Incidence and risk factors for sepsis after childhood splenectomy

Document Type



General Surgery


Background: Children who have undergone splenectomy may develop impaired immunologic function and heightened risk of overwhelming postsplenectomy infection. We sought to define the long-term rate of and risk factors for postsplenectomy sepsis.
Methods: We leveraged the Military Health System Data Repository, a nationally representative claims database including >3 million children registered as dependents of members of the United States Armed Services (2005-2014). Inclusion criterion was splenectomy at age 18 years or prior. The primary outcome was hospitalization for sepsis.
Results: Among 195 children who underwent splenectomy, 7% (n = 13) were hospitalized with sepsis, with an incidence of 1.8 (95% CI = 1.0-3.1) events per 100 person-years. The median time to sepsis was 224 days (IQR = 109-606) and 38% (5/13) of events occurred within the first postsplenectomy year. The postsplenectomy mortality rate was 1% (n = 3). After adjusting for underlying diagnosis, older age at splenectomy (HR = 0.90 per year, 95% CI = 0.81-0.99) was associated with decreased hazard of sepsis.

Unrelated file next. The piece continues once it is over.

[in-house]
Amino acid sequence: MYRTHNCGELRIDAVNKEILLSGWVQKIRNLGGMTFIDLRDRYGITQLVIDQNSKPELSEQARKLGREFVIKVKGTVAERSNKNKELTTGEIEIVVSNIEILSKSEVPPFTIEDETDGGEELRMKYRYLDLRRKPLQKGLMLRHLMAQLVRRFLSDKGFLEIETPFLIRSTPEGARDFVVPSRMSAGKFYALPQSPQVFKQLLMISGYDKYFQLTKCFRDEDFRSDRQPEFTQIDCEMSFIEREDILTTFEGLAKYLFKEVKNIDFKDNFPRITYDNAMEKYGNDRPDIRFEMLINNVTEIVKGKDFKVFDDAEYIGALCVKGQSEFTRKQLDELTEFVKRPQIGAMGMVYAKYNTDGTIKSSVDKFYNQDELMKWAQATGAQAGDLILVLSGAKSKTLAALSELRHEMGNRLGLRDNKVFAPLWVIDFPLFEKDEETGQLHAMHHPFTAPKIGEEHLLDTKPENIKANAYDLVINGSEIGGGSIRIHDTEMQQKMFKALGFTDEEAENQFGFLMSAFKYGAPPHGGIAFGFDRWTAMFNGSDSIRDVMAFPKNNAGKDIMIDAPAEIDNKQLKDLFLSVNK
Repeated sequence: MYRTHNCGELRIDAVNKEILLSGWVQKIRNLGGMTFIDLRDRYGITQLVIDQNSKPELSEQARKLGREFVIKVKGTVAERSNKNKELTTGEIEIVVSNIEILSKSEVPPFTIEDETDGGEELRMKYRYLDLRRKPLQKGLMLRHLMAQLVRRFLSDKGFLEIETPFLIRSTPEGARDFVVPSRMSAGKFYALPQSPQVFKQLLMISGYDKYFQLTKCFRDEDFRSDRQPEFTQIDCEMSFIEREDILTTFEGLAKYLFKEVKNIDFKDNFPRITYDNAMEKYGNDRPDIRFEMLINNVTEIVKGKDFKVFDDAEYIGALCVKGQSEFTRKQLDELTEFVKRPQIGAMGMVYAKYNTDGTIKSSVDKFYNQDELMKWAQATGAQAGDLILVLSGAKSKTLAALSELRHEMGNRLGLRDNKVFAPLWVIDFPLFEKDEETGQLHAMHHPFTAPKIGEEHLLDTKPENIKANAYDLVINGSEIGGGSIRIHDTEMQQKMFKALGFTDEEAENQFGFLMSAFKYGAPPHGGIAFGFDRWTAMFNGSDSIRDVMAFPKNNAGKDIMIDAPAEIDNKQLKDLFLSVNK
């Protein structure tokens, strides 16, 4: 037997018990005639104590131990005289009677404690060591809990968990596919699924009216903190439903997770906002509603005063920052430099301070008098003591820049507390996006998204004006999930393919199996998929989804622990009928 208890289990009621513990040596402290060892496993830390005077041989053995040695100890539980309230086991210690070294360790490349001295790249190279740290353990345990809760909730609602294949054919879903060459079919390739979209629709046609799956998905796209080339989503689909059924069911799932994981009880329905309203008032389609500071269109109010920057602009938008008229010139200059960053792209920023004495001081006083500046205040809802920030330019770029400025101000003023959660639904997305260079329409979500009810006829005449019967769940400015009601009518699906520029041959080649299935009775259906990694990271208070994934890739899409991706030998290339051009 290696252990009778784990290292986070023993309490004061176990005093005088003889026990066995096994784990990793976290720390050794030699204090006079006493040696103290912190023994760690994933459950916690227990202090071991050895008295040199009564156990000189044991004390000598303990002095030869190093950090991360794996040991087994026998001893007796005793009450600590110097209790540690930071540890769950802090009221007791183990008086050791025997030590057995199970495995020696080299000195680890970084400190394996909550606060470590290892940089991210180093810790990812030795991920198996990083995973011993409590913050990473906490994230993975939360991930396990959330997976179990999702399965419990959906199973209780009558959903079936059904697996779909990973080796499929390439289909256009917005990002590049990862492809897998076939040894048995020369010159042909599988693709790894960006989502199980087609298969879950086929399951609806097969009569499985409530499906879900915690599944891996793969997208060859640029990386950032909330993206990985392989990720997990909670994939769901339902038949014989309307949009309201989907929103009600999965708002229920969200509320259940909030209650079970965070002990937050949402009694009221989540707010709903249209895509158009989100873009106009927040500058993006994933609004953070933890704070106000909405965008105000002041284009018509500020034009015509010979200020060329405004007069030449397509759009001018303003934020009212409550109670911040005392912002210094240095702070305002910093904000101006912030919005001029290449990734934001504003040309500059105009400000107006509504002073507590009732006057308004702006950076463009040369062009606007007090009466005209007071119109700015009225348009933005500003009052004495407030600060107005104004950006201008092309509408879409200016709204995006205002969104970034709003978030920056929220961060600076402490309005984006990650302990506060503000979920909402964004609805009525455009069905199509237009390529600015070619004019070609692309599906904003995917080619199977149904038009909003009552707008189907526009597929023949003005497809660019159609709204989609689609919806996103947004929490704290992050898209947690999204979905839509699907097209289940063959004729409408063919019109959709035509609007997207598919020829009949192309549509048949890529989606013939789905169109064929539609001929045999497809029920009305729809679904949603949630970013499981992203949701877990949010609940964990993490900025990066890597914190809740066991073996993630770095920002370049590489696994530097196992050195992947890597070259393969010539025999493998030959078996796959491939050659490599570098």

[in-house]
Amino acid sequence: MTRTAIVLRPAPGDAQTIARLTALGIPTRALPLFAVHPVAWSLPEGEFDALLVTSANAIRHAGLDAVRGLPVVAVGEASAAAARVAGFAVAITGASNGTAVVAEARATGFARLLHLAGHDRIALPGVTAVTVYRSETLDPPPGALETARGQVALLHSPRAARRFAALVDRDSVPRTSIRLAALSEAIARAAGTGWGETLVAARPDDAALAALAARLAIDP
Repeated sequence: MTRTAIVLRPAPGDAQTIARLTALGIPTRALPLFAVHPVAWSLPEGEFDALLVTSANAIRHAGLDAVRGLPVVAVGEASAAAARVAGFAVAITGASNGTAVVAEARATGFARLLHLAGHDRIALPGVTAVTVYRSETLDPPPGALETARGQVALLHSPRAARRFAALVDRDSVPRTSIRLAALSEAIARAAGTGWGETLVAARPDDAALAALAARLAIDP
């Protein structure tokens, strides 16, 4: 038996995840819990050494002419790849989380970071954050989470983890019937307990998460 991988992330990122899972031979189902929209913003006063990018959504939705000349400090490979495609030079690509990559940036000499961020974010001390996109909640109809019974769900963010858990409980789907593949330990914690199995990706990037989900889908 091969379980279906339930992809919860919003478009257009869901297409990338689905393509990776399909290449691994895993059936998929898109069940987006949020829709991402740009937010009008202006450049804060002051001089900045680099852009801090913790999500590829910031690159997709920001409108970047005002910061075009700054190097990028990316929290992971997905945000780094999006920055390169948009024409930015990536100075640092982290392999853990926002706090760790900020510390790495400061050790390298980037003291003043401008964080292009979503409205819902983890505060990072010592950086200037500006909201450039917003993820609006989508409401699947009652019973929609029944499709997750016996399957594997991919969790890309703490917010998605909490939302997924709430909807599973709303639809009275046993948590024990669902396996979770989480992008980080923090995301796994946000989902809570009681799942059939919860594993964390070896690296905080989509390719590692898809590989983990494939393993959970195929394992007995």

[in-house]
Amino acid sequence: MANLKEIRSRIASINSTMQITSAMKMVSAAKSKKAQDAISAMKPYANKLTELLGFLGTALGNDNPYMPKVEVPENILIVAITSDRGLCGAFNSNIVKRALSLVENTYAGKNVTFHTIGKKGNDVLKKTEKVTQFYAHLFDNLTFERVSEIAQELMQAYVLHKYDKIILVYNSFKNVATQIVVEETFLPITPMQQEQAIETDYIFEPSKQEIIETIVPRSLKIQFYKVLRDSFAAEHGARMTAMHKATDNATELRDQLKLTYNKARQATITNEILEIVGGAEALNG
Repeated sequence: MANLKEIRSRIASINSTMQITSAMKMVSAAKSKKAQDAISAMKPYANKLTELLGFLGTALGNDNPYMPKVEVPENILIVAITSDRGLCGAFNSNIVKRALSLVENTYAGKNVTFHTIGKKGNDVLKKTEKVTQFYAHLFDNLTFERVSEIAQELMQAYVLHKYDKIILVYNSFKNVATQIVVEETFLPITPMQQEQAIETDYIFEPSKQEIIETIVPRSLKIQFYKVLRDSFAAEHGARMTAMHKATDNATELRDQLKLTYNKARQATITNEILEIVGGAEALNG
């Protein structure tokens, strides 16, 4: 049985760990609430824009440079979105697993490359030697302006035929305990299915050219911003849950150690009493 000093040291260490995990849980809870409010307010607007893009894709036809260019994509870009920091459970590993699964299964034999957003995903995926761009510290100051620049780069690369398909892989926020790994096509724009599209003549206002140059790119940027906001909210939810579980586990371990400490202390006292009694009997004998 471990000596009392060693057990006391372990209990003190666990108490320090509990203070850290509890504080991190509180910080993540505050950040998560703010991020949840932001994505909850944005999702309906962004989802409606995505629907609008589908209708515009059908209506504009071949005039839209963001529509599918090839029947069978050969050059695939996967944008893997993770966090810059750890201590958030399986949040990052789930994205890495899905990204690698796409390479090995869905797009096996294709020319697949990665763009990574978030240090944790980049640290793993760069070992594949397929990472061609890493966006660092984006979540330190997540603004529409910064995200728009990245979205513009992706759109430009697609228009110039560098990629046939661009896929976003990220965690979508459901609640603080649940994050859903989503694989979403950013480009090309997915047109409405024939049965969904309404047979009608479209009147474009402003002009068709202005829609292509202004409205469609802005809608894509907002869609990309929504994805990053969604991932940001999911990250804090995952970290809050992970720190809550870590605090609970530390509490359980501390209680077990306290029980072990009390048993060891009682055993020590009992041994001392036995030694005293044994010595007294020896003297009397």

Conclusions: In a contemporary national cohort, the prevalence of postsplenectomy sepsis was 7% (1.8 events per 100 person-years). Although most presented during the first year after splenectomy, many (62%) sepsis events occurred later, suggesting that postsplenectomy immunologic dysfunction persists beyond one year. The immunologic consequences of asplenia must continue to be acknowledged, as postsplenectomy sepsis remains a serious concern.
Type of study: Prognosis study.
Level of evidence: Level III.


This work was published before the author joined Aga Khan University

Publication (Name of Journal)

Journal of pediatric surgery